Dendritic epidermal T cells (DETC) are CD3+, CD45+, CD4-, CD8-, TCR- Vγ3/Nδ1- T lymphocytes that reside in symbiosis with keratinocytes in mouse epidermis. To address mechanisms by which these cells survive and proliferate within the epidermal environment, we have tested the hypothesis that cytokines secreted by neighboring keratinocytes play relevant roles. The present study was conducted to determine whether keratinocytes produce biologically relevant amounts of IL-7, and, if so, to study its effects on DETC. The long term cultured DETC line, 7-17, and freshly isolated DETC exhibited dose- and time-dependent proliferative responses to rIL-7. These responses were blocked completely by anti-IL-7 antibodies, whereas anti-IL-2 had no effect, indicating that DETC respond to IL-7 by an IL-2-independent mechanism. Proliferative responses depended on the state of cell activation; DETC stimulated 2 to 5 days earlier with Con A proliferated optimally to added IL-7, whereas cells stimulated 10 days earlier did not proliferate. DETC that failed to proliferate responded to IL-7 by showing prolonged survival; cells maintained for 7 days with IL-7 alone retained their capacity to proliferate in response to Con A. Mouse epidermal cells and Pam 212 keratinocyte line both expressed IL-7 mRNA constitutively, as demonstrated by reverse transcription-polymerase chain reaction analyses. The production of IL-7 by mouse keratinocytes was also confirmed; Pam 212 culture supernatants supported DETC proliferation, and this activity was diminished by 50% with added anti-IL-7 antibodies. These results indicate that keratinocytes produce IL-7 in biologically relevant amounts, which, in turn, serve to promote the survival and growth of DETC. IL-7-mediated communication between epithelial cells and γδ T cells may represent one mechanism to sustain the indefinite residence of γδ T cells in epithelial tissues of mice.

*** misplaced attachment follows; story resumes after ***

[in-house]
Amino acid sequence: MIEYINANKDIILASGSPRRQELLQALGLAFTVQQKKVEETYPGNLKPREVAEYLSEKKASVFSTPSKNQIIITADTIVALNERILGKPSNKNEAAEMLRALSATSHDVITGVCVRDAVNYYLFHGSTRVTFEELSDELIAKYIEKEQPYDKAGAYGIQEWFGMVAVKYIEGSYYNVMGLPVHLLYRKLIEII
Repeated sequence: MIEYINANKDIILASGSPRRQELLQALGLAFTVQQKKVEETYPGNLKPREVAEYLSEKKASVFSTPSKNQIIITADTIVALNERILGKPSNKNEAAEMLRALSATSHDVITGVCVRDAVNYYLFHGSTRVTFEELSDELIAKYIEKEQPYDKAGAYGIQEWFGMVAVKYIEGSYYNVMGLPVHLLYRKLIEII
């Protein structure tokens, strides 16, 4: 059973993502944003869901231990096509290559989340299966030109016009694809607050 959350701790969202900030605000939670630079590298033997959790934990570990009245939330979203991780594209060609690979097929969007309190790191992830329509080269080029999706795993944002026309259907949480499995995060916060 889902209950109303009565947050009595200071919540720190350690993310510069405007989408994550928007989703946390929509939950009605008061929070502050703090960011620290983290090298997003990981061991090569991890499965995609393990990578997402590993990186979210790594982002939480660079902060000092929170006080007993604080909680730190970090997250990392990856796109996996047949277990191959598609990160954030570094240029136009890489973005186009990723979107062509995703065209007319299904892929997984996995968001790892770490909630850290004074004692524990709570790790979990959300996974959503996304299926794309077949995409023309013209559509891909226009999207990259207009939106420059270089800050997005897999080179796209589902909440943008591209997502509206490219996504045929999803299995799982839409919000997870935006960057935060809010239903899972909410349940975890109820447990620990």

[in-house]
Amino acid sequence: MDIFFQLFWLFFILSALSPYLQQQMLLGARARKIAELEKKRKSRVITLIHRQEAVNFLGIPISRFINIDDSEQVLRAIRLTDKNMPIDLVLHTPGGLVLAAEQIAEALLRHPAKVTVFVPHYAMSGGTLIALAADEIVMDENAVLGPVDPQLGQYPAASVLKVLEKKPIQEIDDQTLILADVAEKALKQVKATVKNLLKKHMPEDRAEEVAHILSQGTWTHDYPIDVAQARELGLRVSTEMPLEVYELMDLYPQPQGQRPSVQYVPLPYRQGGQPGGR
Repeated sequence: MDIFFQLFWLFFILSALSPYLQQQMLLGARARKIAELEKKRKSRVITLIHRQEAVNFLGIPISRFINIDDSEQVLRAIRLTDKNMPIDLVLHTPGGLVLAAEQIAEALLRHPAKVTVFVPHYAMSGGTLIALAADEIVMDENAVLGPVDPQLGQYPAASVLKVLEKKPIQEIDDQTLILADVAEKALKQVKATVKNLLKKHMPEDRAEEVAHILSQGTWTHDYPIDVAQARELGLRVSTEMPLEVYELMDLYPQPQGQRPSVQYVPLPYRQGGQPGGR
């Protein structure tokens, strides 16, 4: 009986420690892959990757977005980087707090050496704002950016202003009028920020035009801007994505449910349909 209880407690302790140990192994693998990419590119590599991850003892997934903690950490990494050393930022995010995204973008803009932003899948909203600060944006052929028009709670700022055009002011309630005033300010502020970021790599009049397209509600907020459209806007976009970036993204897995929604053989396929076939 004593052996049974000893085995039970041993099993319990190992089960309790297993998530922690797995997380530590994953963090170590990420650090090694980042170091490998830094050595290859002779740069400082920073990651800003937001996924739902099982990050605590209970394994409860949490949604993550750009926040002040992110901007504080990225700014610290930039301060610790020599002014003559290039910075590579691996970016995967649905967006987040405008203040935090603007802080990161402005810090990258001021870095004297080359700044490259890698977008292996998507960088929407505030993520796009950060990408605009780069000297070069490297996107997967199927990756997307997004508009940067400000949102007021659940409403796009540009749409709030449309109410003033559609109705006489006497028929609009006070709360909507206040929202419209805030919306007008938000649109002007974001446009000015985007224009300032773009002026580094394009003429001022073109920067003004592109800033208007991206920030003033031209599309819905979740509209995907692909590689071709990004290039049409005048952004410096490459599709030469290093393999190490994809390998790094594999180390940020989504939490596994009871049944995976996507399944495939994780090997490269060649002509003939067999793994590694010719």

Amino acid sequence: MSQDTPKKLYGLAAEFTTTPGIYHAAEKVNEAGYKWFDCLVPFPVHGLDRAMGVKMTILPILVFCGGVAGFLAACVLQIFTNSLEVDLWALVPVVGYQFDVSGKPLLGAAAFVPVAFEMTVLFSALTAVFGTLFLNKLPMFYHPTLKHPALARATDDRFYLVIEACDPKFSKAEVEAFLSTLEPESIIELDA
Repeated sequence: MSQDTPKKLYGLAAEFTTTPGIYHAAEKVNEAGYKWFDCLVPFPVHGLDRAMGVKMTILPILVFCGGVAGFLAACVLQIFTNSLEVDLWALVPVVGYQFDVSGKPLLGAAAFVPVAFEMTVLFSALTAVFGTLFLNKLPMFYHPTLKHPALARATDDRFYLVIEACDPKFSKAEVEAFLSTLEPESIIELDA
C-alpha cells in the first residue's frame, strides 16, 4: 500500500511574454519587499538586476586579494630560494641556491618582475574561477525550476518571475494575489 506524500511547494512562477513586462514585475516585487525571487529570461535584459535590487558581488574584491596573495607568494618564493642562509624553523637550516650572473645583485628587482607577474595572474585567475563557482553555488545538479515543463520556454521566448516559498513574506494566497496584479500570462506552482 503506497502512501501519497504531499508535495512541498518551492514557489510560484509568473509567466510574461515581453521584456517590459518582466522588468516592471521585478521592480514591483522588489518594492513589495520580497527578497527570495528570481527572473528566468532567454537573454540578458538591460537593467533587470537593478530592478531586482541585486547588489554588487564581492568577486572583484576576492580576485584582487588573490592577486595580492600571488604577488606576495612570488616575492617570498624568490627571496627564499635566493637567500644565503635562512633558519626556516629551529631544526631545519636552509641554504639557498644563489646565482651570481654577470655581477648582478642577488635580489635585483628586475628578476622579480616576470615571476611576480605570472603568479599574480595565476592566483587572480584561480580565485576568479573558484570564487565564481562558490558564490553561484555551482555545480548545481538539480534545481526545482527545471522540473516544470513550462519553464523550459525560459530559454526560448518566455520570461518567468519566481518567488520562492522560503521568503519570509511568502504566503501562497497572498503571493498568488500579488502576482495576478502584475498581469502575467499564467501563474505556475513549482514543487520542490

|Original language||English (US)|
|Number of pages||8|
|Journal||Journal of Immunology|
|State||Published - 1993|
ASJC Scopus subject areas
- Immunology and Allergy